The Dragon Round

Written by Stephen S. Power
Review by Eva Ulett

Jeryon is an experienced captain and loyal servant of powerful ship owners, in a fantasy world with a historical atmosphere. There are no engines or gunpowder, while crossbows, edged weapons, and sail power are used. On a cruise home with medicines vital to stave off an epidemic, Jeryon defends his ship against a dragon attack. After he refuses to delay the mission to render the dragon’s valuable bones and skin, his avaricious crew set Jeryon adrift in a small boat. Because she won’t take part in the mutiny, the ship’s apothecary, Everlyn, is also stranded. The relationship between Jeryon and Everlyn as they cooperate to survive, their discovery, raising, and training of a dragon, form the most enjoyable parts of the story.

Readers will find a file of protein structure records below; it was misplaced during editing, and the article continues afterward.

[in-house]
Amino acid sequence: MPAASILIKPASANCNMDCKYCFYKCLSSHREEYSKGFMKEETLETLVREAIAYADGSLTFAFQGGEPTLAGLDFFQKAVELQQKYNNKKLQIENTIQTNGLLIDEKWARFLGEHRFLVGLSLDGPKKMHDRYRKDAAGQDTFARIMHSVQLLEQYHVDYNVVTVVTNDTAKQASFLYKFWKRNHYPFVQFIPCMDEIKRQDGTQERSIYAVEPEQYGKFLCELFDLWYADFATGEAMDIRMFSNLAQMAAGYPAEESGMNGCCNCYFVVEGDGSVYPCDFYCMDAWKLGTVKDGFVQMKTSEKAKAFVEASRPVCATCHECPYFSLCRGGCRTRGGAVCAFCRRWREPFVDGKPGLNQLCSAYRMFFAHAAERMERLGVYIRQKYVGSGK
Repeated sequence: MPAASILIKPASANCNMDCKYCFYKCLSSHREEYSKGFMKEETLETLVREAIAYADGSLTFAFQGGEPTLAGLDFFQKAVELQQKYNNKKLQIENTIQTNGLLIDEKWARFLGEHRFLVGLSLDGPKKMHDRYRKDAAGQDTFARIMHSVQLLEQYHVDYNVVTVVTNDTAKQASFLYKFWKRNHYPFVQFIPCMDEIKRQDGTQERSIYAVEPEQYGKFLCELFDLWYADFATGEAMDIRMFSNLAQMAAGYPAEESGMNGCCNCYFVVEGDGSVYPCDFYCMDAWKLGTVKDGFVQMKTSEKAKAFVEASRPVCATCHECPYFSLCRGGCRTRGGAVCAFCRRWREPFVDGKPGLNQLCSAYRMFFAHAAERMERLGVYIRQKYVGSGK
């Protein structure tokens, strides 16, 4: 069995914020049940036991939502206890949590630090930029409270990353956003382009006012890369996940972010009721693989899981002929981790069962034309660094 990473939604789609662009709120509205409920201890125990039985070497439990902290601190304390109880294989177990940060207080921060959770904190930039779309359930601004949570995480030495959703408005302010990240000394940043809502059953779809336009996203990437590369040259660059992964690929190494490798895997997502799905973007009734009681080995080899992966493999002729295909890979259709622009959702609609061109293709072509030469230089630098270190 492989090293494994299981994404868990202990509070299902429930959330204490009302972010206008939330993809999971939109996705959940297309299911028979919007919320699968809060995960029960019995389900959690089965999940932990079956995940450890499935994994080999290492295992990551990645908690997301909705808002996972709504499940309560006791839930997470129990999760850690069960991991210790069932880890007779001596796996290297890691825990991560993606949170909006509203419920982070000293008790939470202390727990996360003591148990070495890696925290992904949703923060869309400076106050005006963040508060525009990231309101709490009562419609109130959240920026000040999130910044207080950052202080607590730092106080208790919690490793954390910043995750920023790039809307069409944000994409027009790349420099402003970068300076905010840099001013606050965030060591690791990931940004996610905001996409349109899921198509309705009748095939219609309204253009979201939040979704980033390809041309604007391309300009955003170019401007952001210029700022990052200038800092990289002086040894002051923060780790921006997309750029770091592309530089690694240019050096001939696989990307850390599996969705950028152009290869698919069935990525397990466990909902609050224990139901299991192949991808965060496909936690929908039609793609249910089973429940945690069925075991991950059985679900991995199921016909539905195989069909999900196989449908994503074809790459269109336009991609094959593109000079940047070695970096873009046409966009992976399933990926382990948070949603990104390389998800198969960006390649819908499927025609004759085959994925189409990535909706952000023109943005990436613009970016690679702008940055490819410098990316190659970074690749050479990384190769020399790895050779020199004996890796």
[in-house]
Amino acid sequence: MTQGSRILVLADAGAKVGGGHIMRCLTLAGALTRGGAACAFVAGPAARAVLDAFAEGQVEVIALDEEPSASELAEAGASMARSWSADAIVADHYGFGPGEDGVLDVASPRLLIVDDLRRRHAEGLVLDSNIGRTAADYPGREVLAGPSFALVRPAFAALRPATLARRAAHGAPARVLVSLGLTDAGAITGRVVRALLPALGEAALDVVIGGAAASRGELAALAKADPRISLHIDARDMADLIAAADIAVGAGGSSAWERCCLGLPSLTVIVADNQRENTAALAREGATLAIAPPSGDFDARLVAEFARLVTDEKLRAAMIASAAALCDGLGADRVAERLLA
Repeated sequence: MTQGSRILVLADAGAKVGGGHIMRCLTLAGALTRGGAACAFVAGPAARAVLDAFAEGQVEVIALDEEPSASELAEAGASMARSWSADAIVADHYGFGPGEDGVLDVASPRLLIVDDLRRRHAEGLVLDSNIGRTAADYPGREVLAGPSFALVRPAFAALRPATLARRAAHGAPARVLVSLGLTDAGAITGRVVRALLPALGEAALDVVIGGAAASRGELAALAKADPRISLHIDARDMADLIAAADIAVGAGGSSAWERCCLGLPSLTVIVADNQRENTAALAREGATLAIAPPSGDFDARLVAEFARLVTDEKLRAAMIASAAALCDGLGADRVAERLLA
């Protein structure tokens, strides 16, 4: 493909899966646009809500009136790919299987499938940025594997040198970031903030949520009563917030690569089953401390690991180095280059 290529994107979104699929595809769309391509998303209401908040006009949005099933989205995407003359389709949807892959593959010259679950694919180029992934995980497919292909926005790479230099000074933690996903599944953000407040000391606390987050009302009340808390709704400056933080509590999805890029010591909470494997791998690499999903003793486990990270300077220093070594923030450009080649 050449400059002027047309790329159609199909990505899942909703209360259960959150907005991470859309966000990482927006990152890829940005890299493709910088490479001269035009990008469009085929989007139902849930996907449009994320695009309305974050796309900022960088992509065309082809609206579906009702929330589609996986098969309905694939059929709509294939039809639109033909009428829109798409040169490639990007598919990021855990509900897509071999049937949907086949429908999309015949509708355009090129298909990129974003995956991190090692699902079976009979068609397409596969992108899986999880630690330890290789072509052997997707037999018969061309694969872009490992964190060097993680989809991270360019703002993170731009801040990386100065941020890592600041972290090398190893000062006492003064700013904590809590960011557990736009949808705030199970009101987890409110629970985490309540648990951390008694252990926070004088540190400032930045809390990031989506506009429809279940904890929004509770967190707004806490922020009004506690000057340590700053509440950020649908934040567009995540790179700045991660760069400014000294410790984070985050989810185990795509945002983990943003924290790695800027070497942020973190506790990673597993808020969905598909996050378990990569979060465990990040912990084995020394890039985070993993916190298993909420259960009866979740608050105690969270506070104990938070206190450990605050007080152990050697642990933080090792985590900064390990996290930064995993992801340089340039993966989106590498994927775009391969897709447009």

These scenes end early, however, and a tale of revenge ensues. Told in rapidly shifting first-person present tense, the narrative can be confusing, particularly during the exciting opening encounter with a dragon. The revenge plot and multiple viewpoints make it difficult to engage with the characters, and as the violence and cruelty to men and dragons escalates, there are few with whom to sympathize. Power creates a credible ethnic and class-divided world, but is less successful distinguishing the voices of his many characters.